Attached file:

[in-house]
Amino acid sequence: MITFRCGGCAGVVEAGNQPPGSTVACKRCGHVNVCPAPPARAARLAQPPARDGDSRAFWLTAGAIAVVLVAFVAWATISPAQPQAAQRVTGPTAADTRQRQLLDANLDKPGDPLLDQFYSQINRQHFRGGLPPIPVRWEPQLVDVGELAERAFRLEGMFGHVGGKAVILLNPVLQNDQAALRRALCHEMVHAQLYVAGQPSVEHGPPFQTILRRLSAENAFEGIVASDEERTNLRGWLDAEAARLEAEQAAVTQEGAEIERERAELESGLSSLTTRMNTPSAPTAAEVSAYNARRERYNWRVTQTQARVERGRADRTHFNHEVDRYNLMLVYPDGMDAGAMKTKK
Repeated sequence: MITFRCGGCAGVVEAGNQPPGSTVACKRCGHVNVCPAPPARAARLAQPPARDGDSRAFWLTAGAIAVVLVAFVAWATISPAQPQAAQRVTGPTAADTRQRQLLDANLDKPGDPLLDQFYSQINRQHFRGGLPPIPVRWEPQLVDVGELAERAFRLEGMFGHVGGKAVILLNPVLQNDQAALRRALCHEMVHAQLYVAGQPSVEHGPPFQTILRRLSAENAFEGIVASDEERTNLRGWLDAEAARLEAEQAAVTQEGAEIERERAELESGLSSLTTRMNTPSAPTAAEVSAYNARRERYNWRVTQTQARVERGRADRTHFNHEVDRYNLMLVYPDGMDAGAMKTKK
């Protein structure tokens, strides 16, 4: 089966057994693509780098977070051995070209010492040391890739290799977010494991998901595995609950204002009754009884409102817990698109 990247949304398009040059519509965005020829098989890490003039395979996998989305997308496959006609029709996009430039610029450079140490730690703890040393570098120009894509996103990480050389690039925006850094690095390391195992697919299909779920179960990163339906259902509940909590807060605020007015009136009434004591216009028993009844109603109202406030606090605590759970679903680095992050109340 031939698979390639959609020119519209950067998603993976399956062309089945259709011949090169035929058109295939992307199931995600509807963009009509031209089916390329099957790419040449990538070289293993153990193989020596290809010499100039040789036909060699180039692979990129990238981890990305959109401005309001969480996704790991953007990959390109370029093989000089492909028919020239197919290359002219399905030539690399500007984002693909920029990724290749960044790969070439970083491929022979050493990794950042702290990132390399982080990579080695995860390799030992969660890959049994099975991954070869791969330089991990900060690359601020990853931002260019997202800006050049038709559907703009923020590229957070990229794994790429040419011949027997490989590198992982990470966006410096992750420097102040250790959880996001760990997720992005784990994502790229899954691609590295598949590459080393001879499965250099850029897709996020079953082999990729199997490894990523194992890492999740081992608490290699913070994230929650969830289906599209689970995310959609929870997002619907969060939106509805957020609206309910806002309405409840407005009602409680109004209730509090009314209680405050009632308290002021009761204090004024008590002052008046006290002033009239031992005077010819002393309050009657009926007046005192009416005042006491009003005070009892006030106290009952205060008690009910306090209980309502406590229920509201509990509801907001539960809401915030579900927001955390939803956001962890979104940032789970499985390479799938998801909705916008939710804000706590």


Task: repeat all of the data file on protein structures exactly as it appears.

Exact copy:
[in-house]
Amino acid sequence: MITFRCGGCAGVVEAGNQPPGSTVACKRCGHVNVCPAPPARAARLAQPPARDGDSRAFWLTAGAIAVVLVAFVAWATISPAQPQAAQRVTGPTAADTRQRQLLDANLDKPGDPLLDQFYSQINRQHFRGGLPPIPVRWEPQLVDVGELAERAFRLEGMFGHVGGKAVILLNPVLQNDQAALRRALCHEMVHAQLYVAGQPSVEHGPPFQTILRRLSAENAFEGIVASDEERTNLRGWLDAEAARLEAEQAAVTQEGAEIERERAELESGLSSLTTRMNTPSAPTAAEVSAYNARRERYNWRVTQTQARVERGRADRTHFNHEVDRYNLMLVYPDGMDAGAMKTKK
Repeated sequence: MITFRCGGCAGVVEAGNQPPGSTVACKRCGHVNVCPAPPARAARLAQPPARDGDSRAFWLTAGAIAVVLVAFVAWATISPAQPQAAQRVTGPTAADTRQRQLLDANLDKPGDPLLDQFYSQINRQHFRGGLPPIPVRWEPQLVDVGELAERAFRLEGMFGHVGGKAVILLNPVLQNDQAALRRALCHEMVHAQLYVAGQPSVEHGPPFQTILRRLSAENAFEGIVASDEERTNLRGWLDAEAARLEAEQAAVTQEGAEIERERAELESGLSSLTTRMNTPSAPTAAEVSAYNARRERYNWRVTQTQARVERGRADRTHFNHEVDRYNLMLVYPDGMDAGAMKTKK
């Protein structure tokens, strides 16, 4: 089966057994693509780098977070051995070209010492040391890739290799977010494991998901595995609950204002009754009884409102817990698109 990247949304398009040059519509965005020829098989890490003039395979996998989305997308496959006609029709996009430039610029450079140490730690703890040393570098120009894509996103990480050389690039925006850094690095390391195992697919299909779920179960990163339906259902509940909590807060605020007015009136009434004591216009028993009844109603109202406030606090605590759970679903680095992050109340 031939698979390639959609020119519209950067998603993976399956062309089945259709011949090169035929058109295939992307199931995600509807963009009509031209089916390329099957790419040449990538070289293993153990193989020596290809010499100039040789036909060699180039692979990129990238981890990305959109401005309001969480996704790991953007990959390109370029093989000089492909028919020239197919290359002219399905030539690399500007984002693909920029990724290749960044790969070439970083491929022979050493990794950042702290990132390399982080990579080695995860390799030992969660890959049994099975991954070869791969330089991990900060690359601020990853931002260019997202800006050049038709559907703009923020590229957070990229794994790429040419011949027997490989590198992982990470966006410096992750420097102040250790959880996001760990997720992005784990994502790229899954691609590295598949590459080393001879499965250099850029897709996020079953082999990729199997490894990523194992890492999740081992608490290699913070994230929650969830289906599209689970995310959609929870997002619907969060939106509805957020609206309910806002309405409840407005009602409680109004209730509090009314209680405050009632308290002021009761204090004024008590002052008046006290002033009239031992005077010819002393309050009657009926007046005192009416005042006491009003005070009892006030106290009952205060008690009910306090209980309502406590229920509201509990509801907001539960809401915030579900927001955390939803956001962890979104940032789970499985390479799938998801909705916008939710804000706590």